HERE WE STAND. If you would like to vote on future posts, feel free to join.
I'm hoping to get more reviews out by doing this
mini-review format. If I want to go into actual depth on this show I'll
do so via multi-vlog reviews or other posts.
In this review of the Game of Thrones episode "Dragonstone" there will be spoilers. So if you
haven't seen the episode, stop reading now and go see it before continuing.
This opening scene for the episode and season was more than awesome. An opening of a premiere should draw viewers in and make them super hyped for the season. This opening does that beautifully.
Arya Stark, taking on the identity of Walder Frey, murders every Frey she can round up. She makes them all believe they are having another feast just to have them all murdered.
I was not disappointed about her choice.
I wonder what effect her committing murders, however justified, and claiming the North did it will have. How will that affect Jon Snow's hold on the North? Could Littlefinger use Arya's need for vengeance to make himself stronger?
It's so creepy and awesome!
Jaime Lannister loves Cersei Lannister. That doesn't mean he's stupid as he has become cautious ever since coming back to King's Landing at the end of last season. She even admits Jaime is a little more distant from her.
This hopefully means that he will leave Cersei's side by the end of the season. I don't expect it to be an easy decision for him as he does still love her.
Thereby getting royally screwed by Euron. And I don't mean that in an entirely figurative sense.
Jorah Mormont was only shown briefly in the episode but it left a big impact on me. Mainly because he's my favorite character of the series and I've been worried about him ever since we last saw him in Season 6.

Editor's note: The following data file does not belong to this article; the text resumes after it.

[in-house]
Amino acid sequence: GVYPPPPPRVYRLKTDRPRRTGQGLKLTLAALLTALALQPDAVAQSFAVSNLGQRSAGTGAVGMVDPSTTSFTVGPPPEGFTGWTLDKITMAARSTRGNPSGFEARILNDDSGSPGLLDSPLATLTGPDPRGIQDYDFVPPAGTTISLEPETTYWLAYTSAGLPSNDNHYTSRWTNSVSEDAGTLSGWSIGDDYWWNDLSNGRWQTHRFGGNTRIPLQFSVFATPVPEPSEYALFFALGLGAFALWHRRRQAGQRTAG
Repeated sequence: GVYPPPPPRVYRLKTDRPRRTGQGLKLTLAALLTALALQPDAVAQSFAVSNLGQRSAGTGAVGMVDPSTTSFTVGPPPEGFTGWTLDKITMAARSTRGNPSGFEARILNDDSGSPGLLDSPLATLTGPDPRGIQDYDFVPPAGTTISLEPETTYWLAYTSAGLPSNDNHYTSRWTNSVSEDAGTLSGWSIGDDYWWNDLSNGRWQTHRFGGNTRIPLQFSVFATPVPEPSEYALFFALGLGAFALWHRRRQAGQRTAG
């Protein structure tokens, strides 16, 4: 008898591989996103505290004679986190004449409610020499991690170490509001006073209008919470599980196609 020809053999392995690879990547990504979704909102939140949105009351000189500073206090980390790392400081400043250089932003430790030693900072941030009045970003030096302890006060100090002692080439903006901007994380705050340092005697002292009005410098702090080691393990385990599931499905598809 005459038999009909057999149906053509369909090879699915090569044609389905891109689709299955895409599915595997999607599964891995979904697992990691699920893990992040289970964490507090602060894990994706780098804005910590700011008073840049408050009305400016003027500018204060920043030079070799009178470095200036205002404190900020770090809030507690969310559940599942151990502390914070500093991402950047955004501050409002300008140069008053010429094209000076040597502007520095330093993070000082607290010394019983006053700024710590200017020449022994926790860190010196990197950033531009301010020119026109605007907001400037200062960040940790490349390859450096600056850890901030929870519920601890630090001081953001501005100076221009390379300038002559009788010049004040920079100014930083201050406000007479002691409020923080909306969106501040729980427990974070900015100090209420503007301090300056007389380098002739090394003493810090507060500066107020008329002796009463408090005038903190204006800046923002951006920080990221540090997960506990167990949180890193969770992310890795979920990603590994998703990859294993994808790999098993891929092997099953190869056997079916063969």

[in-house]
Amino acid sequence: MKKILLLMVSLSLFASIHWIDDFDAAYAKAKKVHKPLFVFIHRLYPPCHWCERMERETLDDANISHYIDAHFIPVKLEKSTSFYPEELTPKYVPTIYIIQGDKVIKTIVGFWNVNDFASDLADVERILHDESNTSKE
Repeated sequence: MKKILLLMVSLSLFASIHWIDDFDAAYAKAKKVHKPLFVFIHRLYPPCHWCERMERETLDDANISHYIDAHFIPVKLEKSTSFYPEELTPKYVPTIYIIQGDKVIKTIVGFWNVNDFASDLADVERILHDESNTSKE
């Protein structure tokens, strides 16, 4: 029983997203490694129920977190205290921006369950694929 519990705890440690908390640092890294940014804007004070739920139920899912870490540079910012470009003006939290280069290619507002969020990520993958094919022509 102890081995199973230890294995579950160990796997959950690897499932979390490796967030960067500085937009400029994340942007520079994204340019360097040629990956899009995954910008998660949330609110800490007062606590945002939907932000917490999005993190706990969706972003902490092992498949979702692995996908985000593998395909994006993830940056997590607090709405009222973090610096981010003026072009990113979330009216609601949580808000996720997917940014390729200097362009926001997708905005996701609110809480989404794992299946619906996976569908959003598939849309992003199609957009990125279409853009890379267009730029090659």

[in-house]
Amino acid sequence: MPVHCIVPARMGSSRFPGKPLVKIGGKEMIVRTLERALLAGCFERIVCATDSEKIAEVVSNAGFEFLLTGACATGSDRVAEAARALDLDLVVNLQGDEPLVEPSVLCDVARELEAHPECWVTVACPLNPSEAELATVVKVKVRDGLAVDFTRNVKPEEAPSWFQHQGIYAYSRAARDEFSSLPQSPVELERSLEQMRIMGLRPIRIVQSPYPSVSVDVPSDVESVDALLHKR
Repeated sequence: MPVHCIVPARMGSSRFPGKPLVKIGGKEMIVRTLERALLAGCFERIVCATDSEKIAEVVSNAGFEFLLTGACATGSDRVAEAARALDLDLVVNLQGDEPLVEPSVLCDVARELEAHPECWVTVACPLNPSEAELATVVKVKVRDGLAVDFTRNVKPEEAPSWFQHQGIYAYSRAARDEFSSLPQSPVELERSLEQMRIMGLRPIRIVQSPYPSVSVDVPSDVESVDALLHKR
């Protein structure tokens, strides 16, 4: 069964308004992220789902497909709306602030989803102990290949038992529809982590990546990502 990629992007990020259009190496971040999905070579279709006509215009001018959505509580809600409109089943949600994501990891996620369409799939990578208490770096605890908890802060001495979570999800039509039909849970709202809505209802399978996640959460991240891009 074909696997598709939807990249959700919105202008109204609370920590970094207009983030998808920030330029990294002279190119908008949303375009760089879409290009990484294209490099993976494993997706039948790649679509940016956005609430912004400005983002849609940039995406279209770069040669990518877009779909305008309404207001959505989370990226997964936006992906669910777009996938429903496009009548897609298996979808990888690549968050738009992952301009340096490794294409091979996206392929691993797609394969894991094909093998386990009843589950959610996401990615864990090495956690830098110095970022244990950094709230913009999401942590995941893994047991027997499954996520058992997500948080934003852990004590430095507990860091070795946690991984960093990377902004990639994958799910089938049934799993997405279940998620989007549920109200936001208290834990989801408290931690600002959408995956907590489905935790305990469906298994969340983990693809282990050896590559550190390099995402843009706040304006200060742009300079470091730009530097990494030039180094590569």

From his brief conversation with Sam Tully, it seems as if he has given up finding a cure. Maybe the maesters are moving at Ent-like speed to find the cure or maybe they're not bothering anymore. If they had truly given up on him he would be sent away. Or maybe that's only done if the person's greyscale has progressed too far.
I don't think Jorah or Daenerys Targaryen truly thought he could find a cure. I think she sent him on the quest as a way to show him that she truly forgave him. All he wants to do is serve her and her last order to him was a gift of service. She did say she couldn't think of ruling the Seven Kingdoms without him by her side so it could also be wishful hoping on her part.
So it would be safer to hide who he really is so as to have a better chance at getting a cure. I'm assuming hiding his identity is much easier to do in Westeros than in our world.
Sam might not have any way to find out who Jorah is unless the man tells him. So best bet is for Sam to start talking about Jeor Mormont and engage Jorah in that way.
*Actor who played Walder Frey showed skill with playing his usual character and giving hints of Arya Stark
*Ed Sheeran's cameo was short and nothing to get angry about
*Daenerys Targaryen's arrival at Dragonstone was extremely well shot and reflected what arriving there meant to the woman
*There is mention of the Dragonpit so hopefully that's a clue we'll see it this season
*Sam Tully says no maester believes him, but by one's reply it seems more that the maesters don't believe the White Walkers are a threat rather than fully dismissing the idea of the creatures
*Sam sending Jon Snow a raven about dragon glass in Dragonstone will probably be the catalyst for an alliance between Jon and Daenerys
*Daenerys took a long time to make her way to Dragonstone which means Jorah had a long time to make his way to the Citadel